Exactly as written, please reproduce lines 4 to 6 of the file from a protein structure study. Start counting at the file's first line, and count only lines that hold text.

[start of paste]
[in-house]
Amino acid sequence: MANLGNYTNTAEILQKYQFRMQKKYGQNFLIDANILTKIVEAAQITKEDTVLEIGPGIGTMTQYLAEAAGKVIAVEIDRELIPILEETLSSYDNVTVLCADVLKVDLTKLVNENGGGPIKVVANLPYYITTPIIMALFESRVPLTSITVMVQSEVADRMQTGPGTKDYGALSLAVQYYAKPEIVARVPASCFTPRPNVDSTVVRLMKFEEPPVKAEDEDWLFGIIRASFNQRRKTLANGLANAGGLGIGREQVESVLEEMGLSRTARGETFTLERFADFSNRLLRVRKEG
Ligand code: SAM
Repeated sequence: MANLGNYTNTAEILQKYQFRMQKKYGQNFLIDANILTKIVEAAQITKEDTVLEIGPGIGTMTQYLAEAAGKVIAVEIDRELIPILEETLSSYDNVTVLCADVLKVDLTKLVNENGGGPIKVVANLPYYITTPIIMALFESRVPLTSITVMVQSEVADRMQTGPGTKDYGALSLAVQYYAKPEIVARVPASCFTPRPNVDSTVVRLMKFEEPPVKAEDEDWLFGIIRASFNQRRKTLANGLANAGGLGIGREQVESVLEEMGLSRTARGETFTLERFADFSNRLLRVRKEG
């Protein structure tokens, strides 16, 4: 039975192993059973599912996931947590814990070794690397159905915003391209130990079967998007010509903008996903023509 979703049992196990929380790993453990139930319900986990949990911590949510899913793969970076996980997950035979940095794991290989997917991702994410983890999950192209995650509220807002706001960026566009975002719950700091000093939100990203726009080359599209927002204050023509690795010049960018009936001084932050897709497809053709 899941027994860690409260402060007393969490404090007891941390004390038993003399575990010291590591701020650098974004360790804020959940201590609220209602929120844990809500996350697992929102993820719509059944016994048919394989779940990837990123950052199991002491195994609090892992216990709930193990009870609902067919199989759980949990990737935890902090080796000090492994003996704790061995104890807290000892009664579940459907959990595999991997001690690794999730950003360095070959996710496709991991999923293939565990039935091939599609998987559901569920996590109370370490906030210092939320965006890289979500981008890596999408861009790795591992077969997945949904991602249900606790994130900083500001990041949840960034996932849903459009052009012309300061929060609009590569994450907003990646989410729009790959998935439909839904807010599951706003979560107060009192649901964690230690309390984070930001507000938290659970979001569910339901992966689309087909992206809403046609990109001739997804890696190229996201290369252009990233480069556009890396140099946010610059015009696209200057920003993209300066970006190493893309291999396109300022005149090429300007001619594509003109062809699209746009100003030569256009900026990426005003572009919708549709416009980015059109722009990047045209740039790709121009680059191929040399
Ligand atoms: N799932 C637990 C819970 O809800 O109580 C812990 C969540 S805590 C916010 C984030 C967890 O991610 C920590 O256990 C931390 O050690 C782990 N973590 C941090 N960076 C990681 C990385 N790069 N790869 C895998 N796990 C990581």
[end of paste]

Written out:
Repeated sequence: MANLGNYTNTAEILQKYQFRMQKKYGQNFLIDANILTKIVEAAQITKEDTVLEIGPGIGTMTQYLAEAAGKVIAVEIDRELIPILEETLSSYDNVTVLCADVLKVDLTKLVNENGGGPIKVVANLPYYITTPIIMALFESRVPLTSITVMVQSEVADRMQTGPGTKDYGALSLAVQYYAKPEIVARVPASCFTPRPNVDSTVVRLMKFEEPPVKAEDEDWLFGIIRASFNQRRKTLANGLANAGGLGIGREQVESVLEEMGLSRTARGETFTLERFADFSNRLLRVRKEG
């Protein structure tokens, strides 16, 4: 039975192993059973599912996931947590814990070794690397159905915003391209130990079967998007010509903008996903023509 979703049992196990929380790993453990139930319900986990949990911590949510899913793969970076996980997950035979940095794991290989997917991702994410983890999950192209995650509220807002706001960026566009975002719950700091000093939100990203726009080359599209927002204050023509690795010049960018009936001084932050897709497809053709 899941027994860690409260402060007393969490404090007891941390004390038993003399575990010291590591701020650098974004360790804020959940201590609220209602929120844990809500996350697992929102993820719509059944016994048919394989779940990837990123950052199991002491195994609090892992216990709930193990009870609902067919199989759980949990990737935890902090080796000090492994003996704790061995104890807290000892009664579940459907959990595999991997001690690794999730950003360095070959996710496709991991999923293939565990039935091939599609998987559901569920996590109370370490906030210092939320965006890289979500981008890596999408861009790795591992077969997945949904991602249900606790994130900083500001990041949840960034996932849903459009052009012309300061929060609009590569994450907003990646989410729009790959998935439909839904807010599951706003979560107060009192649901964690230690309390984070930001507000938290659970979001569910339901992966689309087909992206809403046609990109001739997804890696190229996201290369252009990233480069556009890396140099946010610059015009696209200057920003993209300066970006190493893309291999396109300022005149090429300007001619594509003109062809699209746009100003030569256009900026990426005003572009919708549709416009980015059109722009990047045209740039790709121009680059191929040399
Ligand atoms: N799932 C637990 C819970 O809800 O109580 C812990 C969540 S805590 C916010 C984030 C967890 O991610 C920590 O256990 C931390 O050690 C782990 N973590 C941090 N960076 C990681 C990385 N790069 N790869 C895998 N796990 C990581």